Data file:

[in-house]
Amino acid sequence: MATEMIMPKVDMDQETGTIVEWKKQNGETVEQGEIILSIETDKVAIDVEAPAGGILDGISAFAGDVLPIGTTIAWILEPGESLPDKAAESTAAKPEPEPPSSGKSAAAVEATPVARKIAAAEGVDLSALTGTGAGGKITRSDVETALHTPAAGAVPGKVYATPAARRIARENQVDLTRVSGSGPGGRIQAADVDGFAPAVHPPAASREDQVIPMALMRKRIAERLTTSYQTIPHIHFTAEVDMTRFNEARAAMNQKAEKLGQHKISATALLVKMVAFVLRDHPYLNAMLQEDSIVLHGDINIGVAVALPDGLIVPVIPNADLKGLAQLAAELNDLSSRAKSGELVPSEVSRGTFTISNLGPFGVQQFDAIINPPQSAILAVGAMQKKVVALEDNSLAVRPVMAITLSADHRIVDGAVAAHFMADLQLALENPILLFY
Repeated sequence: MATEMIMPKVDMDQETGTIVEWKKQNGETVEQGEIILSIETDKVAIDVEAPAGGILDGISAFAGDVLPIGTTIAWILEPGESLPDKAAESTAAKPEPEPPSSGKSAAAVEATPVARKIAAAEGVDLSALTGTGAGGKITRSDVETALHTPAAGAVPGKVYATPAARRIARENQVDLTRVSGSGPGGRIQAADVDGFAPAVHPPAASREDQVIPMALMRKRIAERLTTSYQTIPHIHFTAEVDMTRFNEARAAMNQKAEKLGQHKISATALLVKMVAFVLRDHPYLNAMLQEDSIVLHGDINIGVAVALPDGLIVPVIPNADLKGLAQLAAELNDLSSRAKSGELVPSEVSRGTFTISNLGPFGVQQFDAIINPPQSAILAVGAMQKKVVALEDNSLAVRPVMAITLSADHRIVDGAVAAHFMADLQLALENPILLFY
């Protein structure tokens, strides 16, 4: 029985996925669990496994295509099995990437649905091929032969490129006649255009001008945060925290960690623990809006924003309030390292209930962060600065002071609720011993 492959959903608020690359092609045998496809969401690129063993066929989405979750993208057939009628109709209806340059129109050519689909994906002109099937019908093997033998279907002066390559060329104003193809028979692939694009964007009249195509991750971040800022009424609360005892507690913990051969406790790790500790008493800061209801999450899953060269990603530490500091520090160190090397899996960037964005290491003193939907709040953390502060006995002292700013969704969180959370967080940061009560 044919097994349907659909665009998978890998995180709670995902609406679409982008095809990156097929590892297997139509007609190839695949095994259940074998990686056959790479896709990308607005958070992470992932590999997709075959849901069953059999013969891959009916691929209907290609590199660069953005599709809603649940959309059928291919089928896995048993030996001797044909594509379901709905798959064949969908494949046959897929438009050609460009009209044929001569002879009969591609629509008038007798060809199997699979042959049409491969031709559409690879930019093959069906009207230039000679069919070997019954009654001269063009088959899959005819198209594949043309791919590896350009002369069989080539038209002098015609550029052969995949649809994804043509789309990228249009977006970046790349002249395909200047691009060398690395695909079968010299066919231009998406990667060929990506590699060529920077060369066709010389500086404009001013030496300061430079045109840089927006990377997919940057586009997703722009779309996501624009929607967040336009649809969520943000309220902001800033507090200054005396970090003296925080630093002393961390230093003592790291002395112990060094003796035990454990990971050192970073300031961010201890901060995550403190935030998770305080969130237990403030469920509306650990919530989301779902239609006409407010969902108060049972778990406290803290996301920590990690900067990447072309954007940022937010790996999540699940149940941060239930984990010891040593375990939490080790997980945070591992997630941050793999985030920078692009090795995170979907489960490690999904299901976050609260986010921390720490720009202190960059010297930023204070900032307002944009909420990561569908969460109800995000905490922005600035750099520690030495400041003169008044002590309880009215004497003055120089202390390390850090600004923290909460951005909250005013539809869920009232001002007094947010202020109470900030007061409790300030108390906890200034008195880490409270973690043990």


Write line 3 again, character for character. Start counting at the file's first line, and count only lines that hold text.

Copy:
Repeated sequence: MATEMIMPKVDMDQETGTIVEWKKQNGETVEQGEIILSIETDKVAIDVEAPAGGILDGISAFAGDVLPIGTTIAWILEPGESLPDKAAESTAAKPEPEPPSSGKSAAAVEATPVARKIAAAEGVDLSALTGTGAGGKITRSDVETALHTPAAGAVPGKVYATPAARRIARENQVDLTRVSGSGPGGRIQAADVDGFAPAVHPPAASREDQVIPMALMRKRIAERLTTSYQTIPHIHFTAEVDMTRFNEARAAMNQKAEKLGQHKISATALLVKMVAFVLRDHPYLNAMLQEDSIVLHGDINIGVAVALPDGLIVPVIPNADLKGLAQLAAELNDLSSRAKSGELVPSEVSRGTFTISNLGPFGVQQFDAIINPPQSAILAVGAMQKKVVALEDNSLAVRPVMAITLSADHRIVDGAVAAHFMADLQLALENPILLFY